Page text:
One Month Later, Water Crisis Continues to Punish Rio de Janeiro Peripheries

As political appointees rush to explain themselves, worries of privatization linger among community activists.

January 3, under a smashing summer sun, with temperatures exceeding 35°C (95°F), residents of the Baixada Fluminense, as well as the West and North Zones of Rio de Janeiro, began to notice problems with their tap water. Even pulled from Rio’s ubiquitous faucet filters, the water was murky and smelly; it tasted like earth. As worried residents rushed to supermarkets, the price of bottled water spiked. In a matter of days, the problem had extended to the whole city. 

The hashtag #aguacontaminada (contaminated water) began trending as internauts turned to CEDAE, the state water utility, for answers. CEDAE rushed to explain away the issue, chalking up the water’s taste and smell to an algae-borne organic substance known as geosmin. Meanwhile, sick cariocas crowded hospital waiting rooms across the city with complaints of nausea and diarrhea.

Though the geosmin itself may not be harmful, argued experts from the Federal University of Rio de Janeiro (UFRJ) in a technical note, it could mean that other bacteria had not been properly filtered out. For UFRJ’s Fabiano Thompson, part of the issue lay in the quality of water entering Rio’s Guandu treatment plant. He and other specialists told G1 that CEDAE had, until recently, managed to perform “magic, transforming sewage into water.” In 2020, the situation reached a breaking point.

Like many public service issues, the water crisis has hit Rio’s favelas and peripheries the hardest. Roberto Lucena, a history professor and activist engaged with the Rocinha Sem Fronteiras (Rocinha Without Borders) group, “the problem of the distribution of water is chronic, selective, and political.” Comparing Rocinha to the adjacent South Zone neighborhoods of São Conrado, Lagoa, Leblon, Lucena added: “Our neighbors have money to buy bottled water every day, while we drink water with a smell and a color because our finances don’t allow us to buy water that frequently.”

“What kind of water are favela residents drinking?” asked a protester on the steps of City Council. Speaking at an open mic available as part of a public debate organized by the Women’s March Global Rio chapter, she echoed Lucena. “My people don’t have money to be buying water. People are taking money from their rice, their meat, to be able to buy water! This is absurd.”

In the periphery, others worried that the crisis would turn into an easy excuse to privatize the state-owned CEDAE. Indeed, Governor Wilson Witzel has stated that improvements to Guandu would only become viable after the auctioning-off of CEDAE. As the water crisis dragged on, anti-privatization protests broke out across the city. On January 21, Rio residents and activists gathered outside the mayor’s office, demanding their constitutional right to drinking water. Chanting “No to concession! No to privatization!”, protesters marched to CEDAE headquarters, blocking traffic along Presidente Vargas Avenue. Privatization, said protesters, would worsen inequality.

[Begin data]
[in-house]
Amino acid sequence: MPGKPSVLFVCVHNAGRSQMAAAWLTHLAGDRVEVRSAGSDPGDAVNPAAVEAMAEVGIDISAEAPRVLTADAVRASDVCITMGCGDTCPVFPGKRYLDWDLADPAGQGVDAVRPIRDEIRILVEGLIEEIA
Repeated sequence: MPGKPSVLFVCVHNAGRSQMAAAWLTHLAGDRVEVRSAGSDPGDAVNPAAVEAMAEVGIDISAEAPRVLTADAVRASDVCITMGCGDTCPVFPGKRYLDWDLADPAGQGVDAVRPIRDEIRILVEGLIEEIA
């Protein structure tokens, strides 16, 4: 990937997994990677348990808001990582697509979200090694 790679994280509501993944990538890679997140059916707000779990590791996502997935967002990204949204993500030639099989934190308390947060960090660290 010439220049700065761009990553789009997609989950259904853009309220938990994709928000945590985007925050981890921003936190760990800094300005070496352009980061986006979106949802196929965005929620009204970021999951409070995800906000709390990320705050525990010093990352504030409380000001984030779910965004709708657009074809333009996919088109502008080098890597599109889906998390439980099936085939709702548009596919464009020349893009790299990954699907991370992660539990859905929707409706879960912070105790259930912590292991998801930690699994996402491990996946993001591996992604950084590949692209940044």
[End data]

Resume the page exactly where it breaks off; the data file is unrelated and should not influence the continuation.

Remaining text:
In an interview with Carta Capital days later, Léo Heller, Special Rapporteur on the Human Right to Water and Sanitation at the United Nations, voiced similar concerns over moves to privatize utilities. Heller noted that such measures could deepen social inequalities in access to basic sanitation, as privatization often results in increased rates for public services and a lack of private incentive to service peripheral regions

Lucena said privatization was no solution to the crisis. “How can the government privatize a common good, something that should be accessible to all, independent of their social class?” he asked. Instead, politicians bore responsibility—namely, Witzel, he said: “Only an unpopular governor with an exclusive mentality in a stratified society would put this sort of evil into practice.”

Speaking to RioOnWatch, Ary Girota, president of the Niterói Union of Water and Sewage Workers (STIPDAENIT), agreed the problem was political. “Yes, there is a problem at CEDAE, and his name is Hélio Cabral,” said Girota, referring to CEDAE’s now former president. “He knows nothing about sanitation, and he is risking the lives of the 11 million residents of [Greater] Rio de Janeiro, just as in Mariana, when he was an advisor to [Brazilian mining company] Samarco.” 

Cabral, fired by Governor Witzel on the evening of February 10, is one of the 21 defendants standing accused of environmental crimes and homicide for his involvement in the Mariana Dam disaster of 2015, which killed 19 and polluted the water supplies of hundreds of thousands of residents in the city of Mariana, Minas Gerais. Cabral, who worked as CEDAE’s financial director from 2008 to 2015, was scheduled to speak at a public hearing at the Rio State Legislative Assembly (Alerj) on February 11. He is set to be replaced by Renato Espírito Santo, a longtime CEDAE employee.

More than a month since its onset, the crisis continues. Though supermarkets have begun regularly restocking shelves, buying bottled water daily remains cost-prohibitive for lower-income residents across the city. Some have even taken to seeking out natural springs for their drinking water. Still, Rocinha’s Roberto Lucena is optimistic: “We are convinced that our victories will come from political and social struggle, holding public authorities accountable and demanding our rights. We are fully aware that we are the protagonists of our own history.”

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